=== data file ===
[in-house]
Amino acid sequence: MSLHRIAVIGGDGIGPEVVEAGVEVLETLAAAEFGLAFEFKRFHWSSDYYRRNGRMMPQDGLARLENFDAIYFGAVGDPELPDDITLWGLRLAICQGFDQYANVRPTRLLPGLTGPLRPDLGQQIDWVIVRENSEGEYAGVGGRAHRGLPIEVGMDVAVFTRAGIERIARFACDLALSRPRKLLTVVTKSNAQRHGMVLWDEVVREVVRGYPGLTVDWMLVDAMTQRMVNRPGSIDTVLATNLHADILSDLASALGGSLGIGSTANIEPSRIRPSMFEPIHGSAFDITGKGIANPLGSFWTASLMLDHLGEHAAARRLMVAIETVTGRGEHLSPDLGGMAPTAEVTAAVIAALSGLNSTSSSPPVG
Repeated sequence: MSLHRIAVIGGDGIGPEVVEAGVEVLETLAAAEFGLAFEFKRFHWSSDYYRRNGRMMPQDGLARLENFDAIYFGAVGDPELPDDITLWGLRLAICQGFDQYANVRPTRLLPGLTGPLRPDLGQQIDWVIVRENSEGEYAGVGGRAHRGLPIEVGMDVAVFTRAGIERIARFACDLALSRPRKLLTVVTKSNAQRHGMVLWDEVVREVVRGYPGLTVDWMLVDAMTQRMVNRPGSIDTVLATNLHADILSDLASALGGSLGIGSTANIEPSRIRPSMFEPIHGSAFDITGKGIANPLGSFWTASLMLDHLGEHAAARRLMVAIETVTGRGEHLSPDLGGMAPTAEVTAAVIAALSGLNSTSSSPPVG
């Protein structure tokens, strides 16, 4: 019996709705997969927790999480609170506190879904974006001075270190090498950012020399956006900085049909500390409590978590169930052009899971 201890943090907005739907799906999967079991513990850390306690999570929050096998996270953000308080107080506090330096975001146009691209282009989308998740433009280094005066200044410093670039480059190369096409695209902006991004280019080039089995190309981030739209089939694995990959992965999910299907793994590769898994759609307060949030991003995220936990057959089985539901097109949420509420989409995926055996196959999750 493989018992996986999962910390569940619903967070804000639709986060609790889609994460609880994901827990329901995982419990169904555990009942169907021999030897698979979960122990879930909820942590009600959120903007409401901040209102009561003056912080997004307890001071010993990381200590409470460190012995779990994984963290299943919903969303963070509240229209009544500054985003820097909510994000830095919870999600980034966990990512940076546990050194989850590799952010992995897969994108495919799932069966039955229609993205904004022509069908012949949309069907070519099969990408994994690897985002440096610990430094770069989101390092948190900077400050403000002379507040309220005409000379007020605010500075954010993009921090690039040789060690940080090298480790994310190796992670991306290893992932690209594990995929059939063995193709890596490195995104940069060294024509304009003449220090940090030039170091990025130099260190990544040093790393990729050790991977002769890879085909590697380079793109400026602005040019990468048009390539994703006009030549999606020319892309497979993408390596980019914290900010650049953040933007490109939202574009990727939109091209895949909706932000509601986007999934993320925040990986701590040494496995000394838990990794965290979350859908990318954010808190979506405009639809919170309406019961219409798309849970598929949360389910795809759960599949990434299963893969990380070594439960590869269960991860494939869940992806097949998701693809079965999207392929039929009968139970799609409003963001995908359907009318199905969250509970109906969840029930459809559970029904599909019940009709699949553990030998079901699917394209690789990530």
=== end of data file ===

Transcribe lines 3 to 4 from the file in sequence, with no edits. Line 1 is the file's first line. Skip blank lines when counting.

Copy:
Repeated sequence: MSLHRIAVIGGDGIGPEVVEAGVEVLETLAAAEFGLAFEFKRFHWSSDYYRRNGRMMPQDGLARLENFDAIYFGAVGDPELPDDITLWGLRLAICQGFDQYANVRPTRLLPGLTGPLRPDLGQQIDWVIVRENSEGEYAGVGGRAHRGLPIEVGMDVAVFTRAGIERIARFACDLALSRPRKLLTVVTKSNAQRHGMVLWDEVVREVVRGYPGLTVDWMLVDAMTQRMVNRPGSIDTVLATNLHADILSDLASALGGSLGIGSTANIEPSRIRPSMFEPIHGSAFDITGKGIANPLGSFWTASLMLDHLGEHAAARRLMVAIETVTGRGEHLSPDLGGMAPTAEVTAAVIAALSGLNSTSSSPPVG
């Protein structure tokens, strides 16, 4: 019996709705997969927790999480609170506190879904974006001075270190090498950012020399956006900085049909500390409590978590169930052009899971 201890943090907005739907799906999967079991513990850390306690999570929050096998996270953000308080107080506090330096975001146009691209282009989308998740433009280094005066200044410093670039480059190369096409695209902006991004280019080039089995190309981030739209089939694995990959992965999910299907793994590769898994759609307060949030991003995220936990057959089985539901097109949420509420989409995926055996196959999750 493989018992996986999962910390569940619903967070804000639709986060609790889609994460609880994901827990329901995982419990169904555990009942169907021999030897698979979960122990879930909820942590009600959120903007409401901040209102009561003056912080997004307890001071010993990381200590409470460190012995779990994984963290299943919903969303963070509240229209009544500054985003820097909510994000830095919870999600980034966990990512940076546990050194989850590799952010992995897969994108495919799932069966039955229609993205904004022509069908012949949309069907070519099969990408994994690897985002440096610990430094770069989101390092948190900077400050403000002379507040309220005409000379007020605010500075954010993009921090690039040789060690940080090298480790994310190796992670991306290893992932690209594990995929059939063995193709890596490195995104940069060294024509304009003449220090940090030039170091990025130099260190990544040093790393990729050790991977002769890879085909590697380079793109400026602005040019990468048009390539994703006009030549999606020319892309497979993408390596980019914290900010650049953040933007490109939202574009990727939109091209895949909706932000509601986007999934993320925040990986701590040494496995000394838990990794965290979350859908990318954010808190979506405009639809919170309406019961219409798309849970598929949360389910795809759960599949990434299963893969990380070594439960590869269960991860494939869940992806097949998701693809079965999207392929039929009968139970799609409003963001995908359907009318199905969250509970109906969840029930459809559970029904599909019940009709699949553990030998079901699917394209690789990530």